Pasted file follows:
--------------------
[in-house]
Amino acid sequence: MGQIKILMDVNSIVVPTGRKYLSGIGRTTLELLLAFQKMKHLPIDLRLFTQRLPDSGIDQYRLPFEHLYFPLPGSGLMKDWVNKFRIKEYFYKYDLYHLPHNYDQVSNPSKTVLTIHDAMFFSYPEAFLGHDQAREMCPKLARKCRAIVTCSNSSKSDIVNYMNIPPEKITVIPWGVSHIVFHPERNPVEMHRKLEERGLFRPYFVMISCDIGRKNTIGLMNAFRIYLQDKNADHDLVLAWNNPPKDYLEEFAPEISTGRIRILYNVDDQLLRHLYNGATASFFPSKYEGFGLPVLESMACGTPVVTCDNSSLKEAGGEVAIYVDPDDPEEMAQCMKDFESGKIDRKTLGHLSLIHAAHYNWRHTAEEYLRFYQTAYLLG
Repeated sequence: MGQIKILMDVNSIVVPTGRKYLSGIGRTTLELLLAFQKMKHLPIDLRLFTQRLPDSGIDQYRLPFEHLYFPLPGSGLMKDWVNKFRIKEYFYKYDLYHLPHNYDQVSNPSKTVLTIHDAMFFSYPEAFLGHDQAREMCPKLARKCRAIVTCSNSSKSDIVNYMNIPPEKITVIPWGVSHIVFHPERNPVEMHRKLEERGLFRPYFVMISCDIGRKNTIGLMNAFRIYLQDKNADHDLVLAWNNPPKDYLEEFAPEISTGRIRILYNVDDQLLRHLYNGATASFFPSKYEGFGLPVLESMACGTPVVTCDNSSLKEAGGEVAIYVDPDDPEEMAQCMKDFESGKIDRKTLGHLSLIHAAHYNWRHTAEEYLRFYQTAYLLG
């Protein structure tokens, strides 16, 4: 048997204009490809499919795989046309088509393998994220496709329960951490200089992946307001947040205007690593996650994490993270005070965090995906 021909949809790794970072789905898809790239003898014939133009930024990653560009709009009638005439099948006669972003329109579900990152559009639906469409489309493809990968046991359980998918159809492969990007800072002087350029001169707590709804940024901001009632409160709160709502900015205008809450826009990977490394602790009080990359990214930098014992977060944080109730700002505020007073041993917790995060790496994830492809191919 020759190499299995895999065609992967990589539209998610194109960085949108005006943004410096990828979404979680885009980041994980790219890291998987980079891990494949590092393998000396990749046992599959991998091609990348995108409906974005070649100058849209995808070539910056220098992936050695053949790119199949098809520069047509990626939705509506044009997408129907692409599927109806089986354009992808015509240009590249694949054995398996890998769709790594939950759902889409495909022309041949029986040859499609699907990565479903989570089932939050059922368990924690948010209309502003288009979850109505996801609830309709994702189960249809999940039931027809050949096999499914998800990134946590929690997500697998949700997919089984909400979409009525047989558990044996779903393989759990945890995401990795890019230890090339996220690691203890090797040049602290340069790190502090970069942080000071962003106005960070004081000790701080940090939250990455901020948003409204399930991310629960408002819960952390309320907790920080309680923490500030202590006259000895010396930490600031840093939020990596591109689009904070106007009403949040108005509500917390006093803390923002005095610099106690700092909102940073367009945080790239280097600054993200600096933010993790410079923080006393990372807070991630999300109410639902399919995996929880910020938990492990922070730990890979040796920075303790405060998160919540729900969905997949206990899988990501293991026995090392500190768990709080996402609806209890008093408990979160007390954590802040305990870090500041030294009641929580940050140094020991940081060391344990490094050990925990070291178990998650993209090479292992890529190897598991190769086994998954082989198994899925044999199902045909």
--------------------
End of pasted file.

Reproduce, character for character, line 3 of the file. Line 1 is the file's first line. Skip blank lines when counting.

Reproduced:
Repeated sequence: MGQIKILMDVNSIVVPTGRKYLSGIGRTTLELLLAFQKMKHLPIDLRLFTQRLPDSGIDQYRLPFEHLYFPLPGSGLMKDWVNKFRIKEYFYKYDLYHLPHNYDQVSNPSKTVLTIHDAMFFSYPEAFLGHDQAREMCPKLARKCRAIVTCSNSSKSDIVNYMNIPPEKITVIPWGVSHIVFHPERNPVEMHRKLEERGLFRPYFVMISCDIGRKNTIGLMNAFRIYLQDKNADHDLVLAWNNPPKDYLEEFAPEISTGRIRILYNVDDQLLRHLYNGATASFFPSKYEGFGLPVLESMACGTPVVTCDNSSLKEAGGEVAIYVDPDDPEEMAQCMKDFESGKIDRKTLGHLSLIHAAHYNWRHTAEEYLRFYQTAYLLG